Al Davis is dead.

I look at those words and wonder, as a life-long Raider fan, if they’re really true. I keep thinking he’s in some specialized life-sustaining machine that he’s had built for his inevitable demise—like something Mr. Burns from The Simpsons would have built. And I wouldn’t put it past him, after all Davis and Mr. Burns were not all that dissimilar.

But he’s not; Davis is dead.

After many painful and frustrating years as a fan, I find myself at a crossroads with his death. On one hand, I feel badly for his family. On the other as a fan, I’m reluctantly rejoicing as Al destroyed the team and mystique that surrounded it that he had once so proudly built. For almost the last 10 years, the Raiders have been the “Ishtar” of professional football, as rudderless as the Titanic and as about as feared as a 6-week old yellow Labrador puppy.

All Sunday I thought about Al, but it was Bob Costas’ comments during Sunday Night Football that really summed things up into a nice little package that I could accept.

Costas noted that Al was an American original, a pioneer in football, starting with founding the AFL in 1960. He hired the first Hispanic (Tom Flores) and black (Art Shell) head coaches in the NFL. He reclaimed players from football’s scrap heap, like Ted Hendricks, Lyle Alzado, Jim Plunkett, Rich Gannon and others, and turned them into stars, MVPs and Hall of Famers. He built the “vertical offense” with wide receivers like Cliff Branch and Rocket Ishmael.

Costas pulled no punches in noting that Davis was known for his vindictive and petty nature, yet never provided  examples outside of Marcus Allen. But I can. His grievances with players (Marcus Allen), coaches (John Madden, Lane Kiffin and Jon Gruden) and, most notably, Hall of Fame commissioner Pete Rozelle, were maddening. Costas called out Davis’ penchant for suing people—sometimes justifiably, sometimes not—yet he never called Davis for strong-arming the City of Oakland, not once, not twice, but a full three times by my count.

Costas’ fair and balanced comments were in stark contrast to the glowing and sympathetic comments left by fellow Raider fans on Facebook. Did they not know the Al I knew? I guess not. Or they’re just kinder than I can manage to be. I left thinking that Al was nothing less than a contemptible, scheming, bitter, stubborn greedy and petty lout, utterly lacking in humility and self-awareness—particularly during the last couple of decades of his life. And that’s not even mentioning how badly the conceptual way in which the game of football is played had passed him by.

Perhaps I’m still angry at how Davis ripped the Raiders out of Oakland and headed for the supposed Benjamin Franklin lined streets of Los Angeles. As a 15-year old kid at the time, that move crushed me. It crushed my dad, too. Our love of the Raiders was a great bond. And while that bond would never come undone, we shared a common heartache when they left. My heartache deepened more with the passing of my dad in 1984, and my love of the Raiders, and of football at large, weakened greatly. I felt betrayed by Al.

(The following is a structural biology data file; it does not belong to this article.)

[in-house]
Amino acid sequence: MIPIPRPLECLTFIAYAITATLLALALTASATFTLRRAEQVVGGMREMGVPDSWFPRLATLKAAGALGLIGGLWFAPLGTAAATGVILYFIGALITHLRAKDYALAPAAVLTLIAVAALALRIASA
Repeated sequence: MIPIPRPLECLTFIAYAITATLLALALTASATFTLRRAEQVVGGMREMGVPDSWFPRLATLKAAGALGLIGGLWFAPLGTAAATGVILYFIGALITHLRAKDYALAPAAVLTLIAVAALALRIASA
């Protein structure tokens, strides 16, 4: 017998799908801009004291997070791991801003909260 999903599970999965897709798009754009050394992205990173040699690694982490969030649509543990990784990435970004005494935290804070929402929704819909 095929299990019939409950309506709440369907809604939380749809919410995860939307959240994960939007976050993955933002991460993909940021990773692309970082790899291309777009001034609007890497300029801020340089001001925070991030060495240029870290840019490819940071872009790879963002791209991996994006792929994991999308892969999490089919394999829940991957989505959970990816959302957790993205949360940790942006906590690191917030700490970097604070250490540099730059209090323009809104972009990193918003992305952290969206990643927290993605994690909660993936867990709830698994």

Shockingly, the Raiders moved back to Oakland in 1994. I was elated. I had a new found love of football and of the Raiders. Yet I remained cautious. I waited for the other shoe to drop, for Al to move them somewhere—Reno, Portland, Louisville, who the hell knows—anywhere he could make more of a profit. (I don’t fault Davis for wanting to make a profit; but for him an 8-10% profit margin, average for most successful businesses, was never enough.) But he didn’t; the Raiders stayed. And they even succeeded in the late 90s and early 2000s in spite of his meddling and complaining and hatred of the West Coast offense. Then Davis ripped it all apart with his pettiness and firing of Jon Gruden and The Raiders remained the butt of the NFL until his death.

Will the Raiders grass be greener now that he’s gone? I think so. Or, I’d like to anyway. Be careful what you wish for, right? Of course. The team is already better and has been getting better than last 2-3 years—again, in spite of Davis’ terrible meddling. I don’t see any more Darius Heyward-Bey or JaMarus Russell draft picks; a carousel of coaches; crazy-ass press conferences. Hell, they might even find a decent QB some day. Yup, with Davis’ death and inability to meddle, there’s now hope for the Raiders franchise to return to prominence.

Costas ended by calling Davis “a rebel, a renegade, a Raider”. I think that’s a true statement. Al was all of those things. I just don’t think they are very admirable or good things.

RIP, Al—try not to sue anybody wherever you are. I don’t think you’ll like the response.